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To take up the academic study of religion after being a ‘Hare Krishna’ missionary-monk in central Europe for twenty-three years was, for me, a rather drastic change of vocation. Yet from another perspective I merely resumed where I had left off as a twenty-one-year-old, a college drop-out ready to drop back in almost a quarter century later. Nor is it entirely unusual nowadays to see ‘mature students’ hunched amidst learners half their age in American college classrooms. I wasn’t so odd after all, and I found that my added years and a disciplined semi-monastic lifestyle had given me advantages: First, I had an eagerness to learn that was not clouded by the distractions and ulterior motives of an eighteen-year-old college student, and second, perhaps due to life experience, I had the makings for being able to write decent academic term papers and essays.

The essays in this volume are, as I see it, my record of these years of academic catching-up. The immediate motivation for writing was not entirely exalted: Several of these essays served to fulfill class assignments leading to grades, course credits, and eventually degrees. Yet my instructors several times voiced appreciation for my work, indicating that these writings could be of value beyond the limited purpose of academic assessment. Still these exercises are far from the mark of either cutting-edge scholarship or high-level writing finesse (and I’m leaving them ‘as is’, resisting the temptation to revise or ‘fix’ them), and indeed to venture a volume of ‘collected essays’ is clearly to foist an after-thought into the public sphere, hardly as a cohesive body of intellection. Still, with the encouragement of friends the urge prevails to share something of what I digested from the reading of countless books and articles or heard in classrooms from professors, as I reflected on how these many streams of thought might relate to or challenge the tradition of Krishna-bhakti I have made my spiritual home since soon after setting aside formal study back in 1972.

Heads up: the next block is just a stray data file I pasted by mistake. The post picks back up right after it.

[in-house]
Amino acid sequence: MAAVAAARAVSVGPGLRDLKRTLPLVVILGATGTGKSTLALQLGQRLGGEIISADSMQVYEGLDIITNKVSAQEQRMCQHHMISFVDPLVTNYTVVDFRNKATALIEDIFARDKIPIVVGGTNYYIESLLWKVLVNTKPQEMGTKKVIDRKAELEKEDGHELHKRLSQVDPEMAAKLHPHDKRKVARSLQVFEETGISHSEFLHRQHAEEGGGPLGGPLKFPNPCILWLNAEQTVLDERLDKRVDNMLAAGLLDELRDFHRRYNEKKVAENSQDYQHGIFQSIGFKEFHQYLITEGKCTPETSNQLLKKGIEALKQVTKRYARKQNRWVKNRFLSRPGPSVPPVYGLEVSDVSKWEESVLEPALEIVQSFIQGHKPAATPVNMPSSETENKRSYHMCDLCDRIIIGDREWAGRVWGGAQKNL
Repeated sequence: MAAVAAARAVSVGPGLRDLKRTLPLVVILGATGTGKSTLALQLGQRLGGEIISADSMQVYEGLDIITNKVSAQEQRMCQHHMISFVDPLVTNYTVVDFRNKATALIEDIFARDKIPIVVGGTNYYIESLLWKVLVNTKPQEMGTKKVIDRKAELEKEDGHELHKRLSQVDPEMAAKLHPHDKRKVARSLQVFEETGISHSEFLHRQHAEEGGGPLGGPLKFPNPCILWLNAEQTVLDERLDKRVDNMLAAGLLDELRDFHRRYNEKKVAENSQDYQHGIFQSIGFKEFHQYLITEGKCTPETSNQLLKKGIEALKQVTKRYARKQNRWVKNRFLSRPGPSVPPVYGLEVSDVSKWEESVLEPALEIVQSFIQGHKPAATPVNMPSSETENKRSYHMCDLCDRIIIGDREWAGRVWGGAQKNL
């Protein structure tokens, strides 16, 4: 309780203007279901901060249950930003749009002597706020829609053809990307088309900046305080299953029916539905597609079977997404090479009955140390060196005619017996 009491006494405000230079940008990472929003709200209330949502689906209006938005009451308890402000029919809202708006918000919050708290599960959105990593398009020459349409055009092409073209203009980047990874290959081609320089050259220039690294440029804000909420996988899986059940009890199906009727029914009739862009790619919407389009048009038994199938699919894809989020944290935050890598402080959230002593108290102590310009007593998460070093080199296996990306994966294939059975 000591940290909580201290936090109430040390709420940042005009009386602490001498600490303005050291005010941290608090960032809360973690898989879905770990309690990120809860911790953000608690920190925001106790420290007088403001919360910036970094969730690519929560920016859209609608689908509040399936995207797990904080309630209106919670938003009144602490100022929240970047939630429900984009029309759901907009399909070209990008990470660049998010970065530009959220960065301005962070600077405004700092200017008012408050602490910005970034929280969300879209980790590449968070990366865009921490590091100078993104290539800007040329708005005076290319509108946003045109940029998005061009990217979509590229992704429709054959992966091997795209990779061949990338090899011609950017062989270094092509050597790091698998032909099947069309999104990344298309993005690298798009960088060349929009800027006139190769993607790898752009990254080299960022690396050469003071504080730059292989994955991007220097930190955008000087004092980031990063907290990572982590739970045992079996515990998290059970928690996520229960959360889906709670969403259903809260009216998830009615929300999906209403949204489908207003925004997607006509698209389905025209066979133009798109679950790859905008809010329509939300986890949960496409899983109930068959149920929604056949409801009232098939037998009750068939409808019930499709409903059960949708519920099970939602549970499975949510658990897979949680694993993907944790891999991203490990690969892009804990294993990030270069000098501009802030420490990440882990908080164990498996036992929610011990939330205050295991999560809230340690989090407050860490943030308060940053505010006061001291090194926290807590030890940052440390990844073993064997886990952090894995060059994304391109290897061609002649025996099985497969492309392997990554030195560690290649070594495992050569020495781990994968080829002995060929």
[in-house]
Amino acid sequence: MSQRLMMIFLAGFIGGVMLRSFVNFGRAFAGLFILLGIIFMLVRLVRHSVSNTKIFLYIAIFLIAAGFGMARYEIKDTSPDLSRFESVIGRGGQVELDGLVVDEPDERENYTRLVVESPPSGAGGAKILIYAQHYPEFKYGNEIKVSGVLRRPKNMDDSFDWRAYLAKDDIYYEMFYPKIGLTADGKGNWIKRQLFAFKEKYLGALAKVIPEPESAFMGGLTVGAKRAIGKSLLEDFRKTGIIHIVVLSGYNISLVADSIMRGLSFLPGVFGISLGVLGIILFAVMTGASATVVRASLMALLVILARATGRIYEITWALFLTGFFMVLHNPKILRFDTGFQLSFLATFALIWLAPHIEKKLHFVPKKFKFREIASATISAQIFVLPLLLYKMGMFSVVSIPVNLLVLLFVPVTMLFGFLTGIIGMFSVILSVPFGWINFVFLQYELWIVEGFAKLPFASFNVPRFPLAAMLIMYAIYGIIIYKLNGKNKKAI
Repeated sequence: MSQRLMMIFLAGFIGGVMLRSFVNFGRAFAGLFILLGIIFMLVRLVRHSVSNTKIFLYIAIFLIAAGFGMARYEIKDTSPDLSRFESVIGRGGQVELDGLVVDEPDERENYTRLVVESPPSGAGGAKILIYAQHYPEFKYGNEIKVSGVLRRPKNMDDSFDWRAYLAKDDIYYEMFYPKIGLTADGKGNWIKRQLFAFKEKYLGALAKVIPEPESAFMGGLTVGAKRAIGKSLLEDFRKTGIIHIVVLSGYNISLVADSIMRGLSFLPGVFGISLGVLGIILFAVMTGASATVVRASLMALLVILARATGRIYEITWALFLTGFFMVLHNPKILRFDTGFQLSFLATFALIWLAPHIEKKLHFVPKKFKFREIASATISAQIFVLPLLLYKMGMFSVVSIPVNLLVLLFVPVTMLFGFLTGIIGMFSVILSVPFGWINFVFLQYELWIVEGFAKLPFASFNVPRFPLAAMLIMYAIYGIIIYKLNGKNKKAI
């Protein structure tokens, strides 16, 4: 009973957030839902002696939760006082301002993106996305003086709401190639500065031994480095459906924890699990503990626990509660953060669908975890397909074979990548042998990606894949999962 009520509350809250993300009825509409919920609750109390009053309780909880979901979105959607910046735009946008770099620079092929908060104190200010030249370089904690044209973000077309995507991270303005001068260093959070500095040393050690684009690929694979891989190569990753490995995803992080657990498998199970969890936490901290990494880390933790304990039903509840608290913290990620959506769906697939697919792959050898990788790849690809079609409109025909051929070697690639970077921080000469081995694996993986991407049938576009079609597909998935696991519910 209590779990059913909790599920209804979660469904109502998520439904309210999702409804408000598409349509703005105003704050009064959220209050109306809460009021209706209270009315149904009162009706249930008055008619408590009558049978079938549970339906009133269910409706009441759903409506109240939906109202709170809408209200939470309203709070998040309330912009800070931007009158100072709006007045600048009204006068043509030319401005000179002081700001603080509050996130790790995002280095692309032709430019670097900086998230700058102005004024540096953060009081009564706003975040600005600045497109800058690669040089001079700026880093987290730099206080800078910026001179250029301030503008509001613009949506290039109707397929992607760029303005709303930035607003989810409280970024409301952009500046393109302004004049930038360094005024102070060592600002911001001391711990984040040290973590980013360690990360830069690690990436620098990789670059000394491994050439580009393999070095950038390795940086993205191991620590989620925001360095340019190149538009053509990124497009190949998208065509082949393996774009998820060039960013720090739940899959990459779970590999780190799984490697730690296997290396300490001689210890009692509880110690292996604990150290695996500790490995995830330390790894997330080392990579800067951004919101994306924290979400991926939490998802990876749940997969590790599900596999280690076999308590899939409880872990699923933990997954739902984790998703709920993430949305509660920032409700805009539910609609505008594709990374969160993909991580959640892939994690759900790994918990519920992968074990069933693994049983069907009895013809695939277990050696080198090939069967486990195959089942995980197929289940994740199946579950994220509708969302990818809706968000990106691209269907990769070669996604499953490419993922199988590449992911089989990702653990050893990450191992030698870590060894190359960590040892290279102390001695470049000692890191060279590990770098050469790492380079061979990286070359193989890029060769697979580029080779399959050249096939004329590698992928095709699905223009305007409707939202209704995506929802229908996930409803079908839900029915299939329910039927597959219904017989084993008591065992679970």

A remote comparison might suggest itself between this volume and one by my dear friend, the late Tamal Krishna Goswami. His A Hare Krishna at Southern Methodist University (Pundits Press, 1998) is, as is clear from the title, similarly a collection of essays written by a Krishna-devotee-cum-student during his college days. Indeed, we both returned to college at almost the same time, and we both majored in Religious Studies, frequently comparing notes on the challenges we faced. Beyond these externals, though, the comparison becomes strained. Each of Goswami’s essays reflect – frequently in an autobiographical mode – closely and explicitly on themes related to the theology, life and culture of ‘Krishna consciousness’ or Krishna devotionalism upon which our mutual guru, A. C. Bhaktivedanta Swami Prabhupada, based all his teachings. The essays in this present volume are of a different character. In some essays I attempt to explore themes not always explicitly connected to standard Vaishnava modes of discourse but which are nevertheless (at least in my mind) of relevance in relation to spiritual life.

These essays serve to explore the Vaishnava tradition or specific concerns within the Vaishnava tradition from a broader public intellectual context. Five such essays are focussed on Christianity, because they were products of courses in Christianity I attended (in Graduate Theological Union, Berkeley, and in Oxford University). Other essays are indeed direct discussions of Vaishnava tradition or, more specifically, of Vaishnava tradition as represented in my spiritual home, the International Society for Krishna Consciousness (ISKCON), but they are presented in a more expository mode than Goswami’s essays.